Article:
A wave of American bigotry toward Muslims has reached new heights, according to New York Times columnist Nicholas D. Kristof, with the publication of a front-page apology in Maine’s Portland Press Herald. The newspaper apologized for “not offering balance” to a front-page article on September 11, 2010, about local Muslims praying to mark the end of Ramadan.

This Tea-pot storm highlights the enduring use of – and increasing uselessness of – the idea of “balance” as an ethical principle in journalism.

As Kristof writes, in the Times on Sunday September 19:

“… So the newspaper published a groveling front-page apology
for being too respectful of Muslims. ‘We sincerely apologize,’ wrote
the editor and publisher, Richard Connor, and he added: ‘we erred by at
least not offering balance to the story and its prominent position on
the front page.’ As a blog by James Poniewozik of Time paraphrased it: ‘Sorry for Portraying Muslims as Human.’

“I called Mr. Connor, and he seems like a nice guy. Surely his front page
isn’t reserved for stories about Bad Muslims, with articles about Good
Muslims going inside. Must coverage of law-abiding Muslims be ‘balanced’
by a discussion of Muslim terrorists?

“Ah, balance — who can be against that? But should reporting of Pope
Benedict’s trip to Britain be ‘balanced’ by a discussion of Catholic terrorists in Ireland? And what about journalism itself?

“I interrupt this discussion of peaceful journalism in Maine to
provide some ‘balance.’ Journalists can also be terrorists, murderers
and rapists. For example, radio journalists in Rwanda promoted genocide….”


A wave of American bigotry toward Muslims has reached new heights, according to New York Times columnist Nicholas D. Kristof, with the publication of a front-page apology in Maine’s Portland Press Herald. The newspaper apologized for “not offering balance” to a front-page article on September 11, 2010, about local Muslims praying to mark the end of Ramadan.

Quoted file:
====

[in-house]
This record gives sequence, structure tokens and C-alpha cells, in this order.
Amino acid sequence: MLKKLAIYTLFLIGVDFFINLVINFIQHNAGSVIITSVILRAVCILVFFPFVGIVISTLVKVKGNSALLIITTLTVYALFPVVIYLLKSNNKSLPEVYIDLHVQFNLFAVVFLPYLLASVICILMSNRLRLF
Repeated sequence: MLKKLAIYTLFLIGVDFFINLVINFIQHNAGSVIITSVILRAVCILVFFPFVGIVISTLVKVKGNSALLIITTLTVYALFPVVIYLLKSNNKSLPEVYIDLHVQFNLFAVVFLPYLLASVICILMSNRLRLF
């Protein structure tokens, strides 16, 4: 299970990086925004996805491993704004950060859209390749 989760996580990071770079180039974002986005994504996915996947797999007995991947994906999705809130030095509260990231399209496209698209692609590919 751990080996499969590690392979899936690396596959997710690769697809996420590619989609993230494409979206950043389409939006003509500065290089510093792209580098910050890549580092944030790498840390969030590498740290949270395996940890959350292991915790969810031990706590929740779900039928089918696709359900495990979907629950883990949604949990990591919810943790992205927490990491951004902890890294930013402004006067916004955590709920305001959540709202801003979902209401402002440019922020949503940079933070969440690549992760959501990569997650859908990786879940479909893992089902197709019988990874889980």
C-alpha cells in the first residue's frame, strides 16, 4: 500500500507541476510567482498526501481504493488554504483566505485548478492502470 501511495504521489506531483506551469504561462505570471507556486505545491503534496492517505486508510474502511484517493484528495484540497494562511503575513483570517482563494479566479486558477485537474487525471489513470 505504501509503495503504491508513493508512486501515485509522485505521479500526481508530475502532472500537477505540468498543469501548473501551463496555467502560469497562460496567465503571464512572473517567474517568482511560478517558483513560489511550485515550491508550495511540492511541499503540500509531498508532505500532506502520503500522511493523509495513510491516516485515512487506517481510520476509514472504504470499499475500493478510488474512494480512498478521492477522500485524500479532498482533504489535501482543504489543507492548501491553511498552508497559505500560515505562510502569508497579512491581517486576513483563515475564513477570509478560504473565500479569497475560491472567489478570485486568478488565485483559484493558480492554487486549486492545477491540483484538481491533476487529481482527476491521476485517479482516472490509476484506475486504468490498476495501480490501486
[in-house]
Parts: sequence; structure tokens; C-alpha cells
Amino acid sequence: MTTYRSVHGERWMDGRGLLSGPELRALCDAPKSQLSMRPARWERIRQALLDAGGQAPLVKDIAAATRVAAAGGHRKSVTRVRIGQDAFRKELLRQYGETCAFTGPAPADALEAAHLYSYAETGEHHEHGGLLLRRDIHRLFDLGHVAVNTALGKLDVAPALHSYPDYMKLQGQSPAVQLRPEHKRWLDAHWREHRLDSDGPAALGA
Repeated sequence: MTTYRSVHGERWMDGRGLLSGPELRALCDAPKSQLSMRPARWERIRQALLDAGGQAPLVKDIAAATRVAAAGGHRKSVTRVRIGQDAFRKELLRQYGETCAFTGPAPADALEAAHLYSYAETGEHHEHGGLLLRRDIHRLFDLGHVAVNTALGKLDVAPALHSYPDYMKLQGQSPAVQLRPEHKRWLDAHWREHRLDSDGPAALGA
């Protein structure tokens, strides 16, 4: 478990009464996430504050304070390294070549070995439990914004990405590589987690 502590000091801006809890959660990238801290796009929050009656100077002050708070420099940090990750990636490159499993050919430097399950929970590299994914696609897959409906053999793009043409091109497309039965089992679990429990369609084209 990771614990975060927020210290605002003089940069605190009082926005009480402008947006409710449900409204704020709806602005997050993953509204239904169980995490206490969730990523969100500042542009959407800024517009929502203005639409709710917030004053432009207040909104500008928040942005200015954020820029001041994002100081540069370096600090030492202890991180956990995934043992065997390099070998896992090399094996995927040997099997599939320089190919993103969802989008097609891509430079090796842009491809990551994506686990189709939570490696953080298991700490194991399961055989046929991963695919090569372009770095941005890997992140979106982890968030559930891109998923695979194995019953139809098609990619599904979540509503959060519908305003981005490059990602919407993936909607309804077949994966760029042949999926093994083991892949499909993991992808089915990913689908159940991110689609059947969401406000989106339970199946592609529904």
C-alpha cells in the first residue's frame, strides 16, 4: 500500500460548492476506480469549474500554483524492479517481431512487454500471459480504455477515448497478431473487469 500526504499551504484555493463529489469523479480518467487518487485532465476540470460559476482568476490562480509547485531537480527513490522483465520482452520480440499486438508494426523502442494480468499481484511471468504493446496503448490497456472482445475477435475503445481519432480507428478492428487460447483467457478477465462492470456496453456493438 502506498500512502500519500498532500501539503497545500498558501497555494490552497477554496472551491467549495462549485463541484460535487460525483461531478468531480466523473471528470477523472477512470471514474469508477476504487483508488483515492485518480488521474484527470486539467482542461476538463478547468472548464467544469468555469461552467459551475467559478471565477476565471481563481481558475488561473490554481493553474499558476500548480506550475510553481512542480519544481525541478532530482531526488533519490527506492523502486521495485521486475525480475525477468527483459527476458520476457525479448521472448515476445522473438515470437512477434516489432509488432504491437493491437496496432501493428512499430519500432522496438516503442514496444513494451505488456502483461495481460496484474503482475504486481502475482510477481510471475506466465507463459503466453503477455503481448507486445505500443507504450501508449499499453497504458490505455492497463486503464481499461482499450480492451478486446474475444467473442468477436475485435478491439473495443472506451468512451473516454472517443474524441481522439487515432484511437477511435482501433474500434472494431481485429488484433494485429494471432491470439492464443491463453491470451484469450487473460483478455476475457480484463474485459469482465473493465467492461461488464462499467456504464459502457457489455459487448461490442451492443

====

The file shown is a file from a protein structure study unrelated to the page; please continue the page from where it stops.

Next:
This Tea-pot storm highlights the enduring use of – and increasing uselessness of – the idea of “balance” as an ethical principle in journalism.

As Kristof writes, in the Times on Sunday September 19:

“… So the newspaper published a groveling front-page apology
for being too respectful of Muslims. ‘We sincerely apologize,’ wrote
the editor and publisher, Richard Connor, and he added: ‘we erred by at
least not offering balance to the story and its prominent position on
the front page.’ As a blog by James Poniewozik of Time paraphrased it: ‘Sorry for Portraying Muslims as Human.’

“I called Mr. Connor, and he seems like a nice guy. Surely his front page
isn’t reserved for stories about Bad Muslims, with articles about Good
Muslims going inside. Must coverage of law-abiding Muslims be ‘balanced’
by a discussion of Muslim terrorists?

“Ah, balance — who can be against that? But should reporting of Pope
Benedict’s trip to Britain be ‘balanced’ by a discussion of Catholic terrorists in Ireland? And what about journalism itself?

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“I interrupt this discussion of peaceful journalism in Maine to
provide some ‘balance.’ Journalists can also be terrorists, murderers
and rapists. For example, radio journalists in Rwanda promoted genocide….”

Professor, School of Journalism; Senior Fellow, Centre for Free Expression, Ryerson University